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I Think That I Shall Never See

A few "facts" about our famous Larch Trees

Every so often, I try to stop thinking about my own petty, emotional problems and try and focus on life's big existential ones: such as dread, hopelessness and death. And how these feelings suddenly stopped the minute I walked out of Transformers 3.

But when that stuff subsided, I looked outward and wondered about Mother Nature's handiwork. How does she, for instance, create something wondrous and beautiful, like our local Larch Trees? And then turn around and give us a guy like Josh Groban? 

I mean, you hear him sing "Vincent," and you're right back to hopelessness again.

Still, I recently looked up some information about the aforementioned Larchmont trees and I thought I'd share it with you.

The Larch is tall and wispy, and in winter, "looks like it is dead." A description that works for most conifers, not to mention several members of The Rolling Stones. Yet, as with the Stones, these looks are deceiving, for these Larches are mostly healthy and vital.

These "forlorn looking" trees are worth watching though, because when the seasons change, they, too, change colors radically. However, these Larches have a touch of low self-esteem; so if you don't like the colors, they've been known to quickly change back.

How often can you see that? I mean, without the help of pharmaceuticals?

In the fall, the needles of the Larch turn golden-yellow, before dropping to the ground, while new ones take their place. This is a poignant sight. Although it is sometimes, incorrectly, referred to as the "Needle Exchange Program."

The original Larches, you might not know, seem to have come from Scotland, around 1797. Peter Jay Munro, who lived in the Manor House, asked his Scottish gardener to plant trees that might "screen the house" from both the road, as well as prying eyes. The gardener complied, but not before telling Munro that he shouldn't be ashamed if anyone caught him practicing his "spirit fingers."

Regardless, the gardener had Larch seeds sent from Scotland, knowing that the trees they'd grow into were famously hearty. The first group planted nearly died due to improper care and feeding. But once the gardener stopped giving them haggis three times a day, those Larches perked right up.

Some of these original trees are still extant, meaning they are over 200 years old. Again, make a Rolling Stones reference here if you need to.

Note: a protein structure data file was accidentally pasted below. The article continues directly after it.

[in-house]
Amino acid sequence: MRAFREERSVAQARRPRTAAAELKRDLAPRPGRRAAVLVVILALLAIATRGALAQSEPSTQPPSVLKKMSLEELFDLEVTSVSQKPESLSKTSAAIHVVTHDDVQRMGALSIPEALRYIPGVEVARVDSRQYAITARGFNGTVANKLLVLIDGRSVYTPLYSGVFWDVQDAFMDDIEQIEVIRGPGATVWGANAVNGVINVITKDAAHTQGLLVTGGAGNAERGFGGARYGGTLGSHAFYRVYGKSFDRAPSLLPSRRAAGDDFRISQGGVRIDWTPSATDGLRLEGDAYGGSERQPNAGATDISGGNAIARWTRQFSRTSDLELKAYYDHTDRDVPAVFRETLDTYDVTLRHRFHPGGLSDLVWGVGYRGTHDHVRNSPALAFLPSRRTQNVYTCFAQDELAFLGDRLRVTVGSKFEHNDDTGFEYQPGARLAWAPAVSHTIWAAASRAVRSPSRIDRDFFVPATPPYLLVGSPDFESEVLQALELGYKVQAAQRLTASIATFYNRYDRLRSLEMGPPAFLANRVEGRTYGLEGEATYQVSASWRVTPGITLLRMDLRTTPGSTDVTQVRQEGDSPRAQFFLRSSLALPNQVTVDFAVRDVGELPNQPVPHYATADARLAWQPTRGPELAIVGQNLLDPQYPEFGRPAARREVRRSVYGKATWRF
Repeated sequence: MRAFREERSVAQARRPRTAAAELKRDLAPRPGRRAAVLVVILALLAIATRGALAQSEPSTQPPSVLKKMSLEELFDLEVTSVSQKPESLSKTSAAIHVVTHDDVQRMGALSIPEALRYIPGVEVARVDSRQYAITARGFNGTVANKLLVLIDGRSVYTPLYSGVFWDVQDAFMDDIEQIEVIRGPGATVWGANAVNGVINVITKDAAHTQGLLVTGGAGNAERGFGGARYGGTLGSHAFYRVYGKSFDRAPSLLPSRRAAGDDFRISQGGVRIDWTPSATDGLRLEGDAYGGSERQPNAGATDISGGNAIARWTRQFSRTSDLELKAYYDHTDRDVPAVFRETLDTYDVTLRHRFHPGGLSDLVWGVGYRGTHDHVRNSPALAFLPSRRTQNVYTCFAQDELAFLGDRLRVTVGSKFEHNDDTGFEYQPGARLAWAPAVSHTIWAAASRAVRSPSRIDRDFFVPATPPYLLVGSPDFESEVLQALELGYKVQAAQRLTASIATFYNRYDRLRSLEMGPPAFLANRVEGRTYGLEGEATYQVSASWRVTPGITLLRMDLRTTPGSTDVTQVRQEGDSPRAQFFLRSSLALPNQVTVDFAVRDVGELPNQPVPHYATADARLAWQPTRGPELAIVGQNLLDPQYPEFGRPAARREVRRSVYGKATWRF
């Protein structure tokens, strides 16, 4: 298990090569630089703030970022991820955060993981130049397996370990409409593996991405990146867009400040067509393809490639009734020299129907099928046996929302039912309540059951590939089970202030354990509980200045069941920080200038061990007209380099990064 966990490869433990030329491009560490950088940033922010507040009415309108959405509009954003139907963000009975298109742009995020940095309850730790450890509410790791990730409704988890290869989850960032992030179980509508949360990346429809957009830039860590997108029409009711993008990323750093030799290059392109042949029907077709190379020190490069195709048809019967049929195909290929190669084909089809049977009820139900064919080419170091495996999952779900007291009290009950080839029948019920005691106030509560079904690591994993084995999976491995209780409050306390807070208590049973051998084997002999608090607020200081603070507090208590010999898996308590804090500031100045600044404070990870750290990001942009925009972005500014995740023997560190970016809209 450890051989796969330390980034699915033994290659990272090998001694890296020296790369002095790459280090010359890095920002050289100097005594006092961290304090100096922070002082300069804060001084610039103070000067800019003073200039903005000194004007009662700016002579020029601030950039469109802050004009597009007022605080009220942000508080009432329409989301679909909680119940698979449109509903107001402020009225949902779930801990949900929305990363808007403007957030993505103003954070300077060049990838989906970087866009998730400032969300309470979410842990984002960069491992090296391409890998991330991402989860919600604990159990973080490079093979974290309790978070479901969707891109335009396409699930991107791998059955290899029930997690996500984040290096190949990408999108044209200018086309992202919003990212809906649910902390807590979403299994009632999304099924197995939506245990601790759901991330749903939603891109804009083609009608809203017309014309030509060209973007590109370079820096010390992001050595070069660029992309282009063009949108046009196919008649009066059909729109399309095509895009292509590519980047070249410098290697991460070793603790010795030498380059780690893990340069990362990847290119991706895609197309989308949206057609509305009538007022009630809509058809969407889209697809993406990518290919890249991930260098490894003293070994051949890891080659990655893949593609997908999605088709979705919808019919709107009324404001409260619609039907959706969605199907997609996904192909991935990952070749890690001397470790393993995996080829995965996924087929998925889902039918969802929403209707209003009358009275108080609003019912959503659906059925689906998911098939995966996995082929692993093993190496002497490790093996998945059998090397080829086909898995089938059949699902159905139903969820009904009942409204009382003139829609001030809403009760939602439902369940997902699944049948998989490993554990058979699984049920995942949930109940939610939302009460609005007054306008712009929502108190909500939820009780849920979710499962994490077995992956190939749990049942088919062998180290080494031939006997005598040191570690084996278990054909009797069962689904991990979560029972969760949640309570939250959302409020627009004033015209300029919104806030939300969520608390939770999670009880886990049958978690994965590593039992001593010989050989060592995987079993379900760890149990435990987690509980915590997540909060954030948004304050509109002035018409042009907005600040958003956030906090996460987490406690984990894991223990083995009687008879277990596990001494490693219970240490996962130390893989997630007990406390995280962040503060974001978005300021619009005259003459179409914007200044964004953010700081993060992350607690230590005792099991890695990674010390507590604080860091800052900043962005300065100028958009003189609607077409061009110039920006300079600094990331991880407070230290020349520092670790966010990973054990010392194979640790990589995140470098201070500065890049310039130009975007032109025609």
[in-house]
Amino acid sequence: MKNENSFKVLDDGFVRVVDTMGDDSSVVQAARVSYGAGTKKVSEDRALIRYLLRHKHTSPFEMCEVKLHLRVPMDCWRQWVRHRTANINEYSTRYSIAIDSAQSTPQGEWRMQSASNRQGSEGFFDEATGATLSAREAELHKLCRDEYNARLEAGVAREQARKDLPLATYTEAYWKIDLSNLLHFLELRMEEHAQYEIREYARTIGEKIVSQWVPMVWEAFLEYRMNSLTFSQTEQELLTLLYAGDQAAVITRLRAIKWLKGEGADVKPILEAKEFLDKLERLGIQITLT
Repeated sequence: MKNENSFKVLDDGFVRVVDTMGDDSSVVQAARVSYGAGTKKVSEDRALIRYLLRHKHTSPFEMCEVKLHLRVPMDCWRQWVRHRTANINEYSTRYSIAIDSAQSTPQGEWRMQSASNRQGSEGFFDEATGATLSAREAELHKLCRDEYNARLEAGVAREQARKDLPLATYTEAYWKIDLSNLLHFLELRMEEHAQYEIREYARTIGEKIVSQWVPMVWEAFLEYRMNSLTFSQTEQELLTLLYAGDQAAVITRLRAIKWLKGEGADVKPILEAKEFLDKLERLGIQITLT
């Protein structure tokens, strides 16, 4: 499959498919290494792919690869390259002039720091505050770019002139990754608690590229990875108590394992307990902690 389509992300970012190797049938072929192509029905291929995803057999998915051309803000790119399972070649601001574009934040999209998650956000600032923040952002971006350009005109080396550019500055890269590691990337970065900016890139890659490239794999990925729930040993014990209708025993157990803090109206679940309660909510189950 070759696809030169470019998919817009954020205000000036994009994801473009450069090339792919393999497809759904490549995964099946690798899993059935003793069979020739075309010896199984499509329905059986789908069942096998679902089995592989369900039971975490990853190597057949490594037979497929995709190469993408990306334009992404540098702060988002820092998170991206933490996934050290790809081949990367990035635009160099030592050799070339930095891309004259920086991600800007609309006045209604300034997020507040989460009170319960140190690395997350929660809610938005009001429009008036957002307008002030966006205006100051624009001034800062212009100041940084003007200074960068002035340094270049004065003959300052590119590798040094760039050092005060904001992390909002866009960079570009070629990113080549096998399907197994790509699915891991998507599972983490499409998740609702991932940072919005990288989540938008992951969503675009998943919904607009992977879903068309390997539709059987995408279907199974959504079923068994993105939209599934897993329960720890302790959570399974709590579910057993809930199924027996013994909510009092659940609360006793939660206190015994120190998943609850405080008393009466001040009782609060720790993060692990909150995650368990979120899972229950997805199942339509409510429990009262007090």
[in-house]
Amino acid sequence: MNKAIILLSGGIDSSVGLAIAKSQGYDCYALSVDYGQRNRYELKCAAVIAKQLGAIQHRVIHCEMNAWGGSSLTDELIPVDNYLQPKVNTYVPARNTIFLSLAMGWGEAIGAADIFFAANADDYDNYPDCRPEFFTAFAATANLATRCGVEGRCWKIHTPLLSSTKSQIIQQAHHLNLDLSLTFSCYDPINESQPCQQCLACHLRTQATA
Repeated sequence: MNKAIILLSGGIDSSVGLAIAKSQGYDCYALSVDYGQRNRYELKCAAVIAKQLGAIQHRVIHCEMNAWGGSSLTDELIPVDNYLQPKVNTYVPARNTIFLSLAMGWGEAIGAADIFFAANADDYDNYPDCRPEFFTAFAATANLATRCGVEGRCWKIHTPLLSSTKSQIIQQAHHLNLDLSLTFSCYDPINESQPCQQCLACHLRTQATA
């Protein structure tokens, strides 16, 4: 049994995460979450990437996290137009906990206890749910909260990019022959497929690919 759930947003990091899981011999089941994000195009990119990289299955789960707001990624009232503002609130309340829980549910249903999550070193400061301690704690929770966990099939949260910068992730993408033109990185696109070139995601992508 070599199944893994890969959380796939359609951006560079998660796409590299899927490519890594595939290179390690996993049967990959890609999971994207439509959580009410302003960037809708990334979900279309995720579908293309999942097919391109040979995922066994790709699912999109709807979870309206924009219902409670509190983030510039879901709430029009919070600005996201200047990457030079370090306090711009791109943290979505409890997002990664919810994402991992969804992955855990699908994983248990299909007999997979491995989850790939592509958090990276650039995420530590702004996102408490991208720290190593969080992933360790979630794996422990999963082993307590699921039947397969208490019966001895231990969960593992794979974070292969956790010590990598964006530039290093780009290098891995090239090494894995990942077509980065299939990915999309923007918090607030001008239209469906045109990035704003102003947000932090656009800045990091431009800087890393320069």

Larchmont itself was not given its current name until about 50 years later. This seems to have been done by one Edward Knight Collins, who later purchased the Manor House and ultimately named the parcel. He first tried to give the area a really simple name. But most folks thought calling the village, "Bill," was just a little too plain. So Larchmont it became.

You might notice other varieties of Larch trees in the Village, but these are more likely to be non-native and Asian species, trying to pass themselves off as typical Larches. Though, the dead giveaway is usually these trees are wearing fake nose and glasses. 

The only two "native North American species of Larches," are the eastern larch (or "tamarack") and the western larch (or "Hat Rack"). Apparently, the Eastern Larch only thrives in tough, boggy terrain and isn't suited as a suburban lawn tree. Of course, owners who have wrapped it in a Lacoste shirt and tennis hat are probably not giving this tree the leeway it needs.

Maybe the best trait of our beloved Larches is that they have been found to really process carbon dioxide efficiently. And planted in large (larch?) numbers, might actually be able to significantly reverse the "Greenhouse Effect." Of course, these trees are hip to this now and, as a result, they're getting awfully self-important.

I mean, we're willing to sing your praises, Larches. But writing you a theme song? That's really pushing it. Don't you think?


Ralph July 22, 2011 at 10:50 AM
Thanks. A pleasure to read.

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